The Department of Public Health should work with the Department of Mental Retardation to ensure that nursing homes admitting persons for whom the Department has direct or oversight responsibility designate a licensed nurse to coordinate the intake process and to interface with involved caregivers on an ongoing basis. Public and private residential providers should also designate a licensed nurse to be the primary liaison for any hospital and/or nursing home admission. In situations where a private provider agency does not have a licensed nurse on staff, the DMR Regional Health Services Director should be contacted.
Ideally, the transfer of an individual from an acute care setting to a long-term care facility should be well organized and thoughtful. Understanding the person’s identity and needs involves more than having an understanding of the person’s medical issues and needs. Caregivers, residential staff, and family members often have important anecdotal information regarding the person’s likes, dislikes, strengths, and challenges. They also may be able to suggest ways to elicit the person’s cooperation. One of the responsibilities of the liaison should be to familiarize themselves with this information, along with pertinent medical information, and disseminate it to appropriate facility staff.
One of the problems in nursing homes is that rarely is there one individual or team of individuals who assumes responsibility for a person’s care. Impermanent staff assignments and inconsistent schedules mean that people don’t really get to know the individuals with whom they work. Very often, many of the nursing home’s administrators work during the week from 8 to 4 or 9 or 5, and direct care staffing patterns are more like a “patchwork quilt.” In addition, nurses are often assigned separate functions, such as infection control and medication administration, which have little to do with providing direct care. This means that service provider representatives, friends, and family members often lack an accessible, established contact who is knowledgeable about medical issues to whom they can convey concerns and ask questions of regarding the individual’s medical care and treatment.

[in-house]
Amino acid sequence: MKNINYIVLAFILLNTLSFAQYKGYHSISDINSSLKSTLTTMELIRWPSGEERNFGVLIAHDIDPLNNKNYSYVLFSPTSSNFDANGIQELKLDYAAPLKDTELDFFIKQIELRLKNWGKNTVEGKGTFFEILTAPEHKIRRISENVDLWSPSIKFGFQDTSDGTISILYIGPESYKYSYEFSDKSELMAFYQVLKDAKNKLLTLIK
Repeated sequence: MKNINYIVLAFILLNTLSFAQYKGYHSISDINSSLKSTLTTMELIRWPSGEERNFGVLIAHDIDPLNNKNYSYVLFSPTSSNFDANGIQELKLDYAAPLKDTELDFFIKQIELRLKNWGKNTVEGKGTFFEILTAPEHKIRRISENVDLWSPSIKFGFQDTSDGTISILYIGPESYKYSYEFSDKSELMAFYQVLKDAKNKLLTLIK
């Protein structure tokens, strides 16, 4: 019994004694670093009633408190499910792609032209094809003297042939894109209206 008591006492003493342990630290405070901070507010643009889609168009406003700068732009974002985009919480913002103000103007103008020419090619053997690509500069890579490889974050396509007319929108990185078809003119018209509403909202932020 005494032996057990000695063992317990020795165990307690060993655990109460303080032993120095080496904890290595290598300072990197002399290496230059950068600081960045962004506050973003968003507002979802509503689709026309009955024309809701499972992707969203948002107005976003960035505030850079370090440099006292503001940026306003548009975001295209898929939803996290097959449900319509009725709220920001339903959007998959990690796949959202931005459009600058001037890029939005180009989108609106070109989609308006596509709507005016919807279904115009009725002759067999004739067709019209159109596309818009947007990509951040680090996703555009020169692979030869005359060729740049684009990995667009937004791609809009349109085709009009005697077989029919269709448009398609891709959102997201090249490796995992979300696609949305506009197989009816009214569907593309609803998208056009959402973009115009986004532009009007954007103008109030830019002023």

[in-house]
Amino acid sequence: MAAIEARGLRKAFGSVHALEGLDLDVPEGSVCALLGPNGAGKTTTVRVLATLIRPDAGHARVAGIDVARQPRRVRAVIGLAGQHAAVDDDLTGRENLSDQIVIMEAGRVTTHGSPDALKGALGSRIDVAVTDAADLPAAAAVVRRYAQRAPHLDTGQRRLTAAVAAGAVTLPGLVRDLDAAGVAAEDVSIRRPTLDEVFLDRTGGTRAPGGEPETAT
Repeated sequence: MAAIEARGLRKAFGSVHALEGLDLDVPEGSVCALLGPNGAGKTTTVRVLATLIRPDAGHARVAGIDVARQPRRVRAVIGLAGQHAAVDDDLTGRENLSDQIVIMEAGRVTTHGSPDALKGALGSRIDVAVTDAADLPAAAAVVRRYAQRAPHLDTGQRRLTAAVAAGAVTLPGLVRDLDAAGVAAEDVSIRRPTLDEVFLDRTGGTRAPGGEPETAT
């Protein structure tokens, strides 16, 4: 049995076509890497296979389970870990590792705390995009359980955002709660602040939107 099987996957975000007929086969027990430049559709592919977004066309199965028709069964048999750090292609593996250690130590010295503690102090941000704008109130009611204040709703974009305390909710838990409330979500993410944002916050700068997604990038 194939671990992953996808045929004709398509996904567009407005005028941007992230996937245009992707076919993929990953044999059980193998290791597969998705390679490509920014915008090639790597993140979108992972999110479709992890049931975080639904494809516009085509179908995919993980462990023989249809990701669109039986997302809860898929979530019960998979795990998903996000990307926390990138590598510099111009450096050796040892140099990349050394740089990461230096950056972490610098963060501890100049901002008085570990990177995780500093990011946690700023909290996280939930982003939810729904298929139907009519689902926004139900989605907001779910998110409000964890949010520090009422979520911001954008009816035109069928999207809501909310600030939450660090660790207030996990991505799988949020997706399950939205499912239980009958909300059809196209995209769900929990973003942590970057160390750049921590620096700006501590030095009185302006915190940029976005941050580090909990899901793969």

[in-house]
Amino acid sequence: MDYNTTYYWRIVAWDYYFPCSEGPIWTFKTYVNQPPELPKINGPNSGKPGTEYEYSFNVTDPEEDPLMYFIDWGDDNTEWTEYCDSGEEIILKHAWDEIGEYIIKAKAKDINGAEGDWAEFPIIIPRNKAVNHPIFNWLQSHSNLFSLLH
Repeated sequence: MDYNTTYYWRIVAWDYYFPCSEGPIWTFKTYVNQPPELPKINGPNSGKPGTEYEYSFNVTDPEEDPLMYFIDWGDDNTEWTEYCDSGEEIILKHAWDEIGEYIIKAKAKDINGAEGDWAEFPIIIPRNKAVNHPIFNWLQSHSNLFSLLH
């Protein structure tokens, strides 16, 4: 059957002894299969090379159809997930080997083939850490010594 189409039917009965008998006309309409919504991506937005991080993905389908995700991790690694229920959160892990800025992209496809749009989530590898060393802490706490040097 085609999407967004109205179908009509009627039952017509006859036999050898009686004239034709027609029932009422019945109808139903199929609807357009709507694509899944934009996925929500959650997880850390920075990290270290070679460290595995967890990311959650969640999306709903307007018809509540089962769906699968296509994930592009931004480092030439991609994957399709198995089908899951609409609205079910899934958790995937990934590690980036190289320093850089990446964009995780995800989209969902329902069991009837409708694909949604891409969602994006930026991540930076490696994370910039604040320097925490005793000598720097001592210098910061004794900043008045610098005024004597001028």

In Philip Sampson’s case, even with his group home manager advocating for him, and he was a very strong and competent advocate, it was alarming to see that his efforts appeared to hold no sway. There was no one in a position of authority at the nursing home with knowledge of Mr. Sampson’s medical condition and apparent deterioration to receive and effectively respond to his concerns until it was too late. In addition, it was not the practice of the group home’s Nurse Consultant to have direct contact with the nursing home once Mr. Sampson was an admitted patient under their care.
In order to ensure that other individuals do not experience similar risks, it is critical that permanent channels of communication, along with the assignment of permanent liaison positions, be established whereby provider representatives, family members, and other involved caregivers can express concerns, share observations and information, and have questions answered regarding the individuals’ care and treatment. It is also essential that nursing homes and provider representatives assign alternate liaisons, who are also knowledgeable about medical issues, to be available to respond to caregivers’ concerns when the persons permanently occupying these positions are not available.
Finally, people working in the residential service system need to be taught how to effectively advocate for individuals who are temporarily placed in a nursing facility. Staff need to be provided with information regarding how to best communicate their concerns regarding an individual’s health or physical condition, steps they can take if an individual doesn’t seem to be responding to treatment, and who to approach with suggestions, questions, or concerns regarding treatment approaches identified in the individual’s plan of care.
The Department of Mental Retardation, in conjunction with the Department of Public Health and Department of Social Services, should develop a preferred list of long-term care facilities, which meet basic requirements for the provision of short-term rehabilitative care for people with mental retardation. These requirements should include:
• The assignment of a licensed nurse to coordinate the intake process and act as a permanent liaison between persons with mental retardation and their caregivers.